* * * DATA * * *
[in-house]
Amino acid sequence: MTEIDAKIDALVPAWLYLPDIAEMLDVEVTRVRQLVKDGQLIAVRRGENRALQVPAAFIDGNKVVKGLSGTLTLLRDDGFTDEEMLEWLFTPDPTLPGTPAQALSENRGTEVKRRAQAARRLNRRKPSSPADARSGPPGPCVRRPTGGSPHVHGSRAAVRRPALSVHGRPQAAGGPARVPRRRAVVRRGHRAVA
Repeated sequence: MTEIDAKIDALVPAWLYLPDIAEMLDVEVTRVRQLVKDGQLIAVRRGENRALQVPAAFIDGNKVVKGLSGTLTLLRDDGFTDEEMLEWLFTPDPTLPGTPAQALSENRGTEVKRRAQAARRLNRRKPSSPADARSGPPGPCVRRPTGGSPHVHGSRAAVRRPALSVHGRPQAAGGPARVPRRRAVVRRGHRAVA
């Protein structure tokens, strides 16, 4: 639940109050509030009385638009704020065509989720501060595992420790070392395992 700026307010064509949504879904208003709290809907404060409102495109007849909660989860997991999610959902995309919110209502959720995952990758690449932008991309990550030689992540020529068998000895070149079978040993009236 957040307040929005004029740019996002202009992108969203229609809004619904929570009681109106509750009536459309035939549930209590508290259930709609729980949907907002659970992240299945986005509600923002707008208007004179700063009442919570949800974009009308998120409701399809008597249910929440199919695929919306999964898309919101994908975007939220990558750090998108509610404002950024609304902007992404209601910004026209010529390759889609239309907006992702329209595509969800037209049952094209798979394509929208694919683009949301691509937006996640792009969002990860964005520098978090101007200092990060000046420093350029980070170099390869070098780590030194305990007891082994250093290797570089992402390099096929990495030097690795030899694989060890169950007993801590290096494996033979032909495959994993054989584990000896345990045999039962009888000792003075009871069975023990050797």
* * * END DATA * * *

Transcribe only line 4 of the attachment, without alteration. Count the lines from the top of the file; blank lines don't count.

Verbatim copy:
């Protein structure tokens, strides 16, 4: 639940109050509030009385638009704020065509989720501060595992420790070392395992 700026307010064509949504879904208003709290809907404060409102495109007849909660989860997991999610959902995309919110209502959720995952990758690449932008991309990550030689992540020529068998000895070149079978040993009236 957040307040929005004029740019996002202009992108969203229609809004619904929570009681109106509750009536459309035939549930209590508290259930709609729980949907907002659970992240299945986005509600923002707008208007004179700063009442919570949800974009009308998120409701399809008597249910929440199919695929919306999964898309919101994908975007939220990558750090998108509610404002950024609304902007992404209601910004026209010529390759889609239309907006992702329209595509969800037209049952094209798979394509929208694919683009949301691509937006996640792009969002990860964005520098978090101007200092990060000046420093350029980070170099390869070098780590030194305990007891082994250093290797570089992402390099096929990495030097690795030899694989060890169950007993801590290096494996033979032909495959994993054989584990000896345990045999039962009888000792003075009871069975023990050797």